Fast-Mimicking Diet Is Potentially Beneficial for Patients With Solid Tumors


Patients with various solid tumor types experienced improved antitumor immunity after adhering to a diet with severe caloric restrictions.

Claudio Vernieri, MD, PhD

Claudio Vernieri, MD, PhD

Fast-mimicking dieting (FMD) was found to be safe, feasible, and potentially beneficial for patients with various solid tumor types and who were receiving different anticancer therapies, according to a study published in Cancer Discovery. The diet, which involved short-term, severe caloric restriction was associated with a decrease in blood glucose and growth factor concentration, as well as a reduction in peripheral blood immunosuppressive cells, and enhanced intratumor T-cell infiltration, among this population.

Among 99 evaluable participants, the median plasma glucose concentration reduction was 18.6%, the serum insulin reduction was 50.7%, and the serum IGF-1 reduction was 30.3%. Throughout the 8 consecutive cycles, these results remained consistent.

“Our results from a first-in-human clinical trial showed that a scheme of severe short-term calorie restriction was safe and biologically active in patients, and that its activity likely involved the activation of immune responses,” said co-author Claudio Vernieri, MD, PhD, Fondazione IRCCS Istituto Nazionale dei Tumori and the director of the Metabolic Reprogramming in Solid Tumors program at the FIRC Institute of Molecular Oncology, in Milan, Italy, in a press release. “Since calorie restriction is a safe, inexpensive, and potentially effective approach that could be easily combined with standard antineoplastic therapies, we think these findings might have relevant implications for cancer therapy.”

The study assessed a total of 101 patients. These participants had a variety of tumor types and were receiving various standard anticancer therapies. The global compliance rate among these participants was 91.8%; compliance in this case was defined as observing all 8 FMD cycles.

The most common adverse event (AE) associated with the dieting technique was fatigue and was rarely severe (12.9%). Thus, the trial met its primary safety end point.

The diet itself involved the following cycle: 5-days of low-carbohydrate, low-protein, plant derived dieting amounting to a total of 1800 calories (600 calories on day 1 and 300 calories on the subsequent 4 days). This cycle was followed by a period or regular eating for about 3 to 4 weeks and followed by another cycle. The study period involved 8 total cycles. When patients were not observing the FMD cycle, they were not restricted to any dietary regulations, but were encouraged to adhere to a healthy diet and lifestyle.

The loss of body weight that occurred during the 5 days of severe calorie restriction was reversible in most of the patients during the refeeding period.

“This is an especially important finding, because it excludes the risk that patients might undergo progressive weight loss and/or malnourishment, which are associated with reduced efficacy of anticancer therapies and reduced survival,” added Filippo de Braud, MD, director of the Oncology and Hematology Department of Fondazione IRCCS Istituto Nazionale dei Tumori and professor of medical oncology at the University of Milan in Milan, Italy.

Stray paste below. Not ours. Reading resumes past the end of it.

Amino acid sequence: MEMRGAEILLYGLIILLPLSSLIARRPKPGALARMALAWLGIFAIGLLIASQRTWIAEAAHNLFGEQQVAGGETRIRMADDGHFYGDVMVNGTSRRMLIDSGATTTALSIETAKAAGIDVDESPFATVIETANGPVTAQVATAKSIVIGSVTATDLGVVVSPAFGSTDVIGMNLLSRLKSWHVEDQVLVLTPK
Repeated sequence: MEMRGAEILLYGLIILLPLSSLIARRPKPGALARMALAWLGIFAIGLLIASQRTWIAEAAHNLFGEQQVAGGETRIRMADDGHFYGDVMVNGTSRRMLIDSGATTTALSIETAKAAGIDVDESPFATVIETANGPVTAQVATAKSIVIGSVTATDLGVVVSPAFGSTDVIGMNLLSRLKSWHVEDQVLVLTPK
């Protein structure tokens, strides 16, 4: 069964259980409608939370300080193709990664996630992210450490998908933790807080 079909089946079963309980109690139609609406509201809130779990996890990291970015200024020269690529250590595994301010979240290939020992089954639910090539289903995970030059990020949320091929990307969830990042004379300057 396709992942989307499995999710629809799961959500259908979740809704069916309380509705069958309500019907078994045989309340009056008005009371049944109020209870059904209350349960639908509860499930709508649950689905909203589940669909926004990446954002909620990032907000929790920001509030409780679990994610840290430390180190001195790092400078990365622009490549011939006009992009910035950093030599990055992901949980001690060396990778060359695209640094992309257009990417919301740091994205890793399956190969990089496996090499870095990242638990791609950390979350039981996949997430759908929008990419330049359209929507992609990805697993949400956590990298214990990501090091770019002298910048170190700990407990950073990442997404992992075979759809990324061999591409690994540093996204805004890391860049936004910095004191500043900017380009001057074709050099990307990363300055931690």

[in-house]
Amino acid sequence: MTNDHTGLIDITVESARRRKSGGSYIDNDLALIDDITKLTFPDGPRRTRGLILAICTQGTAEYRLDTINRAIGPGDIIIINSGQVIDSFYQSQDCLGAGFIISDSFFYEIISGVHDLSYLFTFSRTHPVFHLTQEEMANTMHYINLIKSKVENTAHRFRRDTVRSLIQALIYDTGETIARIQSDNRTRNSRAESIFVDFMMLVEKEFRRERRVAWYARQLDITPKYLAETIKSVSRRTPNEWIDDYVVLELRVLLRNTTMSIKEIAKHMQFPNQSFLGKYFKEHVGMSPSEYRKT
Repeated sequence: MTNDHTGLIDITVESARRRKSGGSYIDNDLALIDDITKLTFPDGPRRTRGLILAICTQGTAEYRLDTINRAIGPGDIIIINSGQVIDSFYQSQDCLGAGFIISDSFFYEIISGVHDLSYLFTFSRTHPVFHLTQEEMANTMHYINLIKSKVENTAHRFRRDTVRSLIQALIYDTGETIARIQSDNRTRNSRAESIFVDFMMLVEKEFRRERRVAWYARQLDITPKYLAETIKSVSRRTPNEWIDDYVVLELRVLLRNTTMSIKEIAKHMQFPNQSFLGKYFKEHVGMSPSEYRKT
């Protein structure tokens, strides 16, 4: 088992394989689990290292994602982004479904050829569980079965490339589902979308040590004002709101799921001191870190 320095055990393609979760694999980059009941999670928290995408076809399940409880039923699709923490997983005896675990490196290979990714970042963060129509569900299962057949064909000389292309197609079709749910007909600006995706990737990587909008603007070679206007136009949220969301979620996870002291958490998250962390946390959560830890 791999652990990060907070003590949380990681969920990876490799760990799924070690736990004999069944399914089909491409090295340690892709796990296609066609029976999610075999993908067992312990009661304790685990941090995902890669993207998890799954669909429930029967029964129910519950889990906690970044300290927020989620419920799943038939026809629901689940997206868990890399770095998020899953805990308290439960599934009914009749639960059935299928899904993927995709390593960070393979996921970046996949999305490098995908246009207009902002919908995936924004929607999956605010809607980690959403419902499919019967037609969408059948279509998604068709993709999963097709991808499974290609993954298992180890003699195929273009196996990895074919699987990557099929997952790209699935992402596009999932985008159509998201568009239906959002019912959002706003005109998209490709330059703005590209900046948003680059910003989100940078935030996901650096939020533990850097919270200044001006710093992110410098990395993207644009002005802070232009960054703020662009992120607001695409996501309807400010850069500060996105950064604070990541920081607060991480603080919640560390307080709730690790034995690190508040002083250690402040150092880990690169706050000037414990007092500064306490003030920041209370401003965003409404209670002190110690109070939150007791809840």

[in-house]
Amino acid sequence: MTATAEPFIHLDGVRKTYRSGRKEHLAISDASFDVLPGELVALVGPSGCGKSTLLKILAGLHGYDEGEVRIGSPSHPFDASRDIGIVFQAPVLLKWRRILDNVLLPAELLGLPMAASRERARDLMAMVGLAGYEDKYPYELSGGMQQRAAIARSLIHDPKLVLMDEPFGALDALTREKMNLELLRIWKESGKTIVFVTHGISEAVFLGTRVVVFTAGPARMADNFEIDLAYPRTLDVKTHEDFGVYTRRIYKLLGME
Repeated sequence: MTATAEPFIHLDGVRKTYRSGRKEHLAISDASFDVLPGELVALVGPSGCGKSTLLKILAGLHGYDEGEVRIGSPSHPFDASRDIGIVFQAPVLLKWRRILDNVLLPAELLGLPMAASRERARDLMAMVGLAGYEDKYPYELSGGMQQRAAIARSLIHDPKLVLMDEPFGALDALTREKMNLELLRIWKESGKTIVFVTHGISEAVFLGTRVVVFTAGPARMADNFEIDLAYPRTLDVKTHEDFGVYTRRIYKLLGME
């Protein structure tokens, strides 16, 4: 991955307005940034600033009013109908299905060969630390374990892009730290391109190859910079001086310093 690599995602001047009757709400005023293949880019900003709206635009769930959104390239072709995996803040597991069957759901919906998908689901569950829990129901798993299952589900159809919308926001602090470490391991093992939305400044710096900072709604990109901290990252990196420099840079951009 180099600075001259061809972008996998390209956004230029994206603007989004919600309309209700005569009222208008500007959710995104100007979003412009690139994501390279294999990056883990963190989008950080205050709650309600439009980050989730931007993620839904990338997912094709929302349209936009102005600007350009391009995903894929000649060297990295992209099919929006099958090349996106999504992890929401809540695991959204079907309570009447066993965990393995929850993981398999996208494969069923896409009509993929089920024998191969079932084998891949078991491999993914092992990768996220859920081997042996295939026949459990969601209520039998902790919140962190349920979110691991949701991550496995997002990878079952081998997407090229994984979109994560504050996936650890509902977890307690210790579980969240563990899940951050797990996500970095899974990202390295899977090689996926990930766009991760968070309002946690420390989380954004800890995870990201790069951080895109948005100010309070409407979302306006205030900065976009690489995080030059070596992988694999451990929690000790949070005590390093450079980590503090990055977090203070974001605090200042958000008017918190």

Researchers determined that at the conclusion of the 5-day restricted calorie diet, patients had a significant decrease in circulating immunosuppressive myeloid subpopulations and an increase of activated CD8+ T cells. Notably, the various concomitant antitumor therapies did not impact these results. Additionally, a group of cancer-free volunteers also produced the same effects.

To corroborate the findings, researchers also performed an interim analysis of another ongoing trial (DigesT; NCT03454282). Patients in this trial were asked to complete a 5-day FMD cycle 7 to 10 days before undergoing surgery for early-stage breast cancer or melanoma. The tumor-infiltrating immune cells and transcriptomic immune profiles revealed a significant increase in tumor-infiltrating CD8+ T cells and other changes, suggesting that FMD induces an antitumor immune microenvironment.

The study authors concluded that the experimental diet generated favorable immunomodulatory effects at both the systematic and the tumor level. These findings indicate that a coherent immune response originates in the blood and consequently propagates to the tumor.

The main study limitations are related to the heterogeneous nature of the participants; because the patients all had different tumor type and concomitant anticancer therapies, researchers could not conclude the antitumor efficacy of the caloric restriction.

Consequently, the authors have helped to launch a series of new clinical trials, including the BREAKFAST trial (NCT04248998), which will seek to better understand the antitumor effects of the FMD diet among patients with solid tumors. Researchers hope to uncover ways in which diet and caloric restrictions may improve the potency of antineoplastic therapies and potentially prolong the life expectancy of patients in this population.


Fasting-mimicking diet is safe, may modulate metabolism and boost antitumor immunity in cancer patients. American Association for Cancer Research. News release. November 17, 2021. Accessed November 29, 2021.

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